The Chairperson pointed out that the EPWP was also Municipal Infrastructure Grant (MIG)- dependent – it targeted those municipalities that received MIG. The municipalities not receiving MIG were the most rural and the most poor. He suggested that National Treasury and the DPW should look at a framework to compensate poor municipalities. There were smaller municipalities that had the potential to create jobs through the EPWP incentive. This incentive should ideally target the rural areas. The metros did not need to be incentivised. They also needed to do this in a way that was sustainable.
The Chairperson referred to a report of the Auditor-General indicating that there were 129 low capacity municipalities. The intentions would be better served if they look at those 129 municipalities. They could not compare these with the high capacity metros. The DPW should go back and look at the framework with the National Treasury and the Department of Provincial and Local Government (DPLG) in the context of the 129 low capacity municipalities. This was an opportunity to reach out to the poorest of municipalities.
Mr Akhalwaya responded that the incentive aimed to change behaviour across different municipalities. Every municipality had a budget and made a conscious choice to implement projects in a capital intensive or labour intensive manner. The labour intensive approach held more benefit as more people could be employed. The incentive aimed to change the way municipalities planned their projects and how they implemented them in labour intensive manner.
Mr Brown responded that they should perhaps forget about the metros for the next year. The nature of their budgets provided them with a head start. In the end the rural development which they wanted to stimulate, may be left behind. They might start with the more rural municipalities and roll out gradually to others. He thought this was possible and they should work out the detail.
The Chairperson stated that there were rural municipalities that tried hard to improve and they should not be disadvantaged when assistance could be provided to create some revenue.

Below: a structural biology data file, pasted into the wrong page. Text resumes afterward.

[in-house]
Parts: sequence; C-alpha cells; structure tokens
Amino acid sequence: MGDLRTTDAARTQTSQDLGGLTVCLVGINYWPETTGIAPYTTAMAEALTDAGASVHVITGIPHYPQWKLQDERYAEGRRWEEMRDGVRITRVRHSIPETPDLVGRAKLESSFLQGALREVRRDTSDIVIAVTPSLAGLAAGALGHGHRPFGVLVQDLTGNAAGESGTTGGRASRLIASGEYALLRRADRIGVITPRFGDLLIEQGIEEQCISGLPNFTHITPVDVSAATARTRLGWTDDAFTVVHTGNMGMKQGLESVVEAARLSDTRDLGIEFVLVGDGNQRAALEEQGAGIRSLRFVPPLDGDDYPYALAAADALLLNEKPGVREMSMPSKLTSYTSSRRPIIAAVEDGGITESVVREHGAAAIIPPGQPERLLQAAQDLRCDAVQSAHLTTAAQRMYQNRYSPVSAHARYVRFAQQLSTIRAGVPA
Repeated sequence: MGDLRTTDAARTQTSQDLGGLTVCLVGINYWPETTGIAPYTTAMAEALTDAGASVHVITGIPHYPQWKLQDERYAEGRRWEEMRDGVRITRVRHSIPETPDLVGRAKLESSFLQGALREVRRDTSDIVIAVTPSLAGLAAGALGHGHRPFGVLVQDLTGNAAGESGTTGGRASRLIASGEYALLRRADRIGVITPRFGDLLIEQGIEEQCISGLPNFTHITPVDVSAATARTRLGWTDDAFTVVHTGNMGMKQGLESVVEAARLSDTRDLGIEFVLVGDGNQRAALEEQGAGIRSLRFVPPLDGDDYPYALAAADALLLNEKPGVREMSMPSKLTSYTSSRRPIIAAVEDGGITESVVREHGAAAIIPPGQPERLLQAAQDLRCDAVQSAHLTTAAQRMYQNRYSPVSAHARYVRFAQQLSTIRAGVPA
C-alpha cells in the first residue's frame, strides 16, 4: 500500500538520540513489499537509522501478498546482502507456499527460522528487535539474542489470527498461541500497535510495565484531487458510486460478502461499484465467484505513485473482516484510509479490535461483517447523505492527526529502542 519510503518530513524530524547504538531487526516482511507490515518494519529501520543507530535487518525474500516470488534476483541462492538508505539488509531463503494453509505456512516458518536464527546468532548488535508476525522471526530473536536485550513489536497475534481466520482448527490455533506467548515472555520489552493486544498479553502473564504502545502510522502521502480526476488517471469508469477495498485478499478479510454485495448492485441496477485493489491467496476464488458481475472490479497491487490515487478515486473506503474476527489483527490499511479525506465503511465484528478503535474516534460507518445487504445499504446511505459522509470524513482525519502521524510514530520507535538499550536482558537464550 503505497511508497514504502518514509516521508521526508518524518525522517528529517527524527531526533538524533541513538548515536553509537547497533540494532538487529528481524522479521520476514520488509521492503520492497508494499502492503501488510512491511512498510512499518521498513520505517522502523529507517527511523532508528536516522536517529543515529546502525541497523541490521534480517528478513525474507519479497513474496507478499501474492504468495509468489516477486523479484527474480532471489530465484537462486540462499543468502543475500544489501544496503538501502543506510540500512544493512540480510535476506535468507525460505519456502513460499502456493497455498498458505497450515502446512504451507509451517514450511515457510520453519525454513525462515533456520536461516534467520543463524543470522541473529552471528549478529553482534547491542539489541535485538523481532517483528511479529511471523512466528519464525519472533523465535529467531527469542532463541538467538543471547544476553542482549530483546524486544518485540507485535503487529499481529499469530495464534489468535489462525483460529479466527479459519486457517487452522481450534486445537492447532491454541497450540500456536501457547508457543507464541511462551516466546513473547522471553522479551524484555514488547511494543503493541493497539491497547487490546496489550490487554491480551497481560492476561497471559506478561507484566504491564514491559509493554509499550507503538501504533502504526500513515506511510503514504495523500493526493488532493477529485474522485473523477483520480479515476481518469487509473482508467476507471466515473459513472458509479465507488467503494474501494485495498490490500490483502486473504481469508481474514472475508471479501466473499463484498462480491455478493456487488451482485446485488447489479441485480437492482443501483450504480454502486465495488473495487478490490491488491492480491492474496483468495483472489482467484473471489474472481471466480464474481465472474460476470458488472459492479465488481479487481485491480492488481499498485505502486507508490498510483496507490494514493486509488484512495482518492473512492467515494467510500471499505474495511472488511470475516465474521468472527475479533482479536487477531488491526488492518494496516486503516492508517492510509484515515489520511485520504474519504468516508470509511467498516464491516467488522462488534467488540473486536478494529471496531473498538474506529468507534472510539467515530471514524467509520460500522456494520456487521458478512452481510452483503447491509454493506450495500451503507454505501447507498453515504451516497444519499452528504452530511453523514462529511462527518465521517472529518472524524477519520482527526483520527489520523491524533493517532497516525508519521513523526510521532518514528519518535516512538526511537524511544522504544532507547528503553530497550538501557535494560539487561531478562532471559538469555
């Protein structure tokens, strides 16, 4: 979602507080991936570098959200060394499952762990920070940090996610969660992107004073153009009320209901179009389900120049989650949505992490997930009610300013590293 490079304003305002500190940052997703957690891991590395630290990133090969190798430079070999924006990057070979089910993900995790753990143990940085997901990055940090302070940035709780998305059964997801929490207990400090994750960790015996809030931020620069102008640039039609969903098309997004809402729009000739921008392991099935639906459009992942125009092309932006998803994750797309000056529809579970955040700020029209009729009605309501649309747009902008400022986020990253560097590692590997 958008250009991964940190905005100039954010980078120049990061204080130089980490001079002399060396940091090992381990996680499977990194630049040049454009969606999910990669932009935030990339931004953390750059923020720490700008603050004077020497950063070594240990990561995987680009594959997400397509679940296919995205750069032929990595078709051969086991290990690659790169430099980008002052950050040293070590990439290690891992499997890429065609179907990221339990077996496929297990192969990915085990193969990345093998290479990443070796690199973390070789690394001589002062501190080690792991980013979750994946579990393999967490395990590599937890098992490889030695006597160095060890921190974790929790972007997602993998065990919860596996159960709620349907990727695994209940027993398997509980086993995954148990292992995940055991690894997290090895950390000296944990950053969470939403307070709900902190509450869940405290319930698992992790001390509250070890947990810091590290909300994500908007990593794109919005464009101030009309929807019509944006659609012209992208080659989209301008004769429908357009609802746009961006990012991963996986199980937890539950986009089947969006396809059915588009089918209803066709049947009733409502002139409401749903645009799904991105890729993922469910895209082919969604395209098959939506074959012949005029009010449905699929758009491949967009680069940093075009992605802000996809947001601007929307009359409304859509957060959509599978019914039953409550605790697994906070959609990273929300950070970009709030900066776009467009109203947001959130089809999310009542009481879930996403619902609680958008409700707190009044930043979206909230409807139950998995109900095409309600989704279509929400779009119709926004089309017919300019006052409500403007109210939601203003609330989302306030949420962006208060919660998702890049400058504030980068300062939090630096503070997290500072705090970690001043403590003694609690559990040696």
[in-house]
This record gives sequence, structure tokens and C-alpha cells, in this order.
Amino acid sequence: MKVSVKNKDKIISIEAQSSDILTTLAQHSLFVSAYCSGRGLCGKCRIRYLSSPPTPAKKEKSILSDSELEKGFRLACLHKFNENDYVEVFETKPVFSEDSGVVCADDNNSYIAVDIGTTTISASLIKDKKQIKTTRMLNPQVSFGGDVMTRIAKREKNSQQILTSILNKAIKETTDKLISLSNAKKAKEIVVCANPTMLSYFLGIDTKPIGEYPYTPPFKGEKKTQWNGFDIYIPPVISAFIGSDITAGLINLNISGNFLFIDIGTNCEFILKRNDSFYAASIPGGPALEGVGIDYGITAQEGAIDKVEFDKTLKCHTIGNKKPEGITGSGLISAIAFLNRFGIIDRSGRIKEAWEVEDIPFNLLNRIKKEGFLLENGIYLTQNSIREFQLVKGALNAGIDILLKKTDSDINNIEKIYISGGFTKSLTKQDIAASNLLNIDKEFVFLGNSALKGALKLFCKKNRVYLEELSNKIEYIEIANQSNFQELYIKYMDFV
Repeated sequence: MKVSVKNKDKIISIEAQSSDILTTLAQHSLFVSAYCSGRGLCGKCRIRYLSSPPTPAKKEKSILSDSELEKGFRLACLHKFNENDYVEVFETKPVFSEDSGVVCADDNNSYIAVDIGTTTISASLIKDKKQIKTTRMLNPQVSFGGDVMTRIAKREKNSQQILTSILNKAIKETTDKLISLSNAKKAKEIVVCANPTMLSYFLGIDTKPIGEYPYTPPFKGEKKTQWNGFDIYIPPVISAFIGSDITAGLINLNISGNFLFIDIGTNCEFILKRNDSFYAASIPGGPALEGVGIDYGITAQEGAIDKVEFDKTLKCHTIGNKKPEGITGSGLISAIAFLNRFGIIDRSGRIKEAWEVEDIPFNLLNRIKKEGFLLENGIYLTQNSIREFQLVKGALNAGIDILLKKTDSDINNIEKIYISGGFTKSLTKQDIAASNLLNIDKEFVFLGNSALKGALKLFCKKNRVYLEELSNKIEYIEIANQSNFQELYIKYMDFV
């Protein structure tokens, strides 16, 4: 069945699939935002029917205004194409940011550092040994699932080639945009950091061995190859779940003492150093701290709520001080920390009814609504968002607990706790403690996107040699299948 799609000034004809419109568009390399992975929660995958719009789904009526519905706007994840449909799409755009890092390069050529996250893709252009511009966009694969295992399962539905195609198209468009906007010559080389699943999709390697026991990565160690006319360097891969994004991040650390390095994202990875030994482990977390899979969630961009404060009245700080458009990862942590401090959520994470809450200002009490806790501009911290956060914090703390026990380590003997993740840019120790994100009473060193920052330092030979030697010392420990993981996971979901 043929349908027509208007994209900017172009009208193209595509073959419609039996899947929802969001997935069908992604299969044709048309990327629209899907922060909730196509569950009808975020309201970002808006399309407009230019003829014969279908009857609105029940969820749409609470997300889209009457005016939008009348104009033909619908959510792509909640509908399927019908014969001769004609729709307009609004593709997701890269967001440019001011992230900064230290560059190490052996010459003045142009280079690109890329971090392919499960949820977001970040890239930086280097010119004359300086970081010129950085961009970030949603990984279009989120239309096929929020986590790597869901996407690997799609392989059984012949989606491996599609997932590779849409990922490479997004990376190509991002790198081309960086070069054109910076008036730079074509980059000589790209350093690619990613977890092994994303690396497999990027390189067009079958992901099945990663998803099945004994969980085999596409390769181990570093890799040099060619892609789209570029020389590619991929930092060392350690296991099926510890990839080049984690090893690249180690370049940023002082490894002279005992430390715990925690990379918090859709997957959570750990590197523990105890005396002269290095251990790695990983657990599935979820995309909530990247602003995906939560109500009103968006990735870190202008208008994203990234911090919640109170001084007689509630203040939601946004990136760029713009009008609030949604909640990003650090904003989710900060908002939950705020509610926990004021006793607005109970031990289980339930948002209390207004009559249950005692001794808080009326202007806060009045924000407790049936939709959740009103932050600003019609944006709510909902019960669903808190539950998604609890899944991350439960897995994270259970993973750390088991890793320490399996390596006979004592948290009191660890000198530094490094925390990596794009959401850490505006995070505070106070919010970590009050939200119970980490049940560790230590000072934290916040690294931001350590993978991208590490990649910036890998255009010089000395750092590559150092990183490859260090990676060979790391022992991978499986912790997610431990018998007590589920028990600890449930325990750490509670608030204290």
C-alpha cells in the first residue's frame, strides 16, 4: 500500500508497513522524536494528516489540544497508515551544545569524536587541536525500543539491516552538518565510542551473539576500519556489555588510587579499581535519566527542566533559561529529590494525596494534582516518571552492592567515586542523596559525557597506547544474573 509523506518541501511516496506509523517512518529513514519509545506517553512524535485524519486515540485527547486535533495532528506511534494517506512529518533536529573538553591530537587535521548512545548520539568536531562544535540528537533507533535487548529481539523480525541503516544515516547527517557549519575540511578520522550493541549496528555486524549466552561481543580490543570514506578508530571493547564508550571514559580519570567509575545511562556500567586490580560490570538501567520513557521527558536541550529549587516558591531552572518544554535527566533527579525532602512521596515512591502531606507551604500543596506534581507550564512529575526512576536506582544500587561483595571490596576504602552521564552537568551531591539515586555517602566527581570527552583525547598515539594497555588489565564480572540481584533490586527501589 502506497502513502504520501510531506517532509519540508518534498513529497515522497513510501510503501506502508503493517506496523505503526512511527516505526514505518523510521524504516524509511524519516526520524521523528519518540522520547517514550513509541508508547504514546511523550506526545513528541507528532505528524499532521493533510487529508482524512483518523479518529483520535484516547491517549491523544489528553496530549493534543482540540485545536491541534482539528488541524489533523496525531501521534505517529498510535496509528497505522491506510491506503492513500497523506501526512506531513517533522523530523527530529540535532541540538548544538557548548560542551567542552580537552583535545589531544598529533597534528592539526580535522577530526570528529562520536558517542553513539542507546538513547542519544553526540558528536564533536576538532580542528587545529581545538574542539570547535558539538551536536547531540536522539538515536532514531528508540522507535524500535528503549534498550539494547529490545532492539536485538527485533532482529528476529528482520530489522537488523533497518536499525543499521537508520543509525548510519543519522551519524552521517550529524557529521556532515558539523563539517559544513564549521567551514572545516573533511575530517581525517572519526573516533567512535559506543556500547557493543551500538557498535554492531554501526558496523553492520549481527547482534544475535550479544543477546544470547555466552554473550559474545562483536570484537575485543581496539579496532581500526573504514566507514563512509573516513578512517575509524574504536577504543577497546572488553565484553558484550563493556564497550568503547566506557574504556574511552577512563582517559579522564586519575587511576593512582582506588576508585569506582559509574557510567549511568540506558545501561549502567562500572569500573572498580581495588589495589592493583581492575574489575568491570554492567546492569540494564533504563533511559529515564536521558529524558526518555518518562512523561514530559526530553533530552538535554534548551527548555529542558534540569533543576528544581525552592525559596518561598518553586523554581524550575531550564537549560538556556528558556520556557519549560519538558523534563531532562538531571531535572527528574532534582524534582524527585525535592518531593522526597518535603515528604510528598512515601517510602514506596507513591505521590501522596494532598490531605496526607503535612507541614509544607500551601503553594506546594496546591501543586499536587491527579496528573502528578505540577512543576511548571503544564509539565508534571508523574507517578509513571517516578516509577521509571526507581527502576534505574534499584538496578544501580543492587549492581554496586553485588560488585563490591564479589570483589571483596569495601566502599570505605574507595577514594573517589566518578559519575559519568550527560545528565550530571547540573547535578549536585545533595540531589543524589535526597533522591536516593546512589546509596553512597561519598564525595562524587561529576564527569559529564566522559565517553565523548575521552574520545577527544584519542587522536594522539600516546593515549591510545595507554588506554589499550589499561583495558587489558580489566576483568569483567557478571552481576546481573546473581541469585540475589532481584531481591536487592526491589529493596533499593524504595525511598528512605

Ms Motsisi replied that the DPW understood and agreed to engage as suggested. They understood the Committee wanted to see a focus on low capacity municipalities.
She referred to the roll-out plan schedule for April 2009 and asked if this was a directive to halt the current process and revisit the framework.
The Chairperson responded that they should get involved with rural municipalities immediately. As they proceed, they should find ways of enriching low capacity municipalities and focus less on metros.
Mr Henderson responded that they had noted the comments made. He found the comments on the rural-urban bias useful and would explore a more rural slant further.
The Chairperson stated that he looked forward to a report of the engagement.
Mr Sogoni asked if the Committee would approve the Division of Revenue Bill as it was and if the departments would return to report.
The Chairperson responded that they must engage, as frameworks needed to talk to problems on the ground.
The meeting was adjourned.
- Division of Revenue Bill: Departments – Agriculture; Arts & Culture; Sport & Recreation [Part 2]
- Division of Revenue Bill: input by Departments of Agriculture; Arts & Culture; Sport & Recreation [Part 1]
- Division of Revenue Bill: input by Departments of Agriculture; Arts & Culture; Sport & Recreation [Part 1]
- Division of Revenue Bill: Departments – Agriculture; Arts & Culture; Sport & Recreation [Part 1]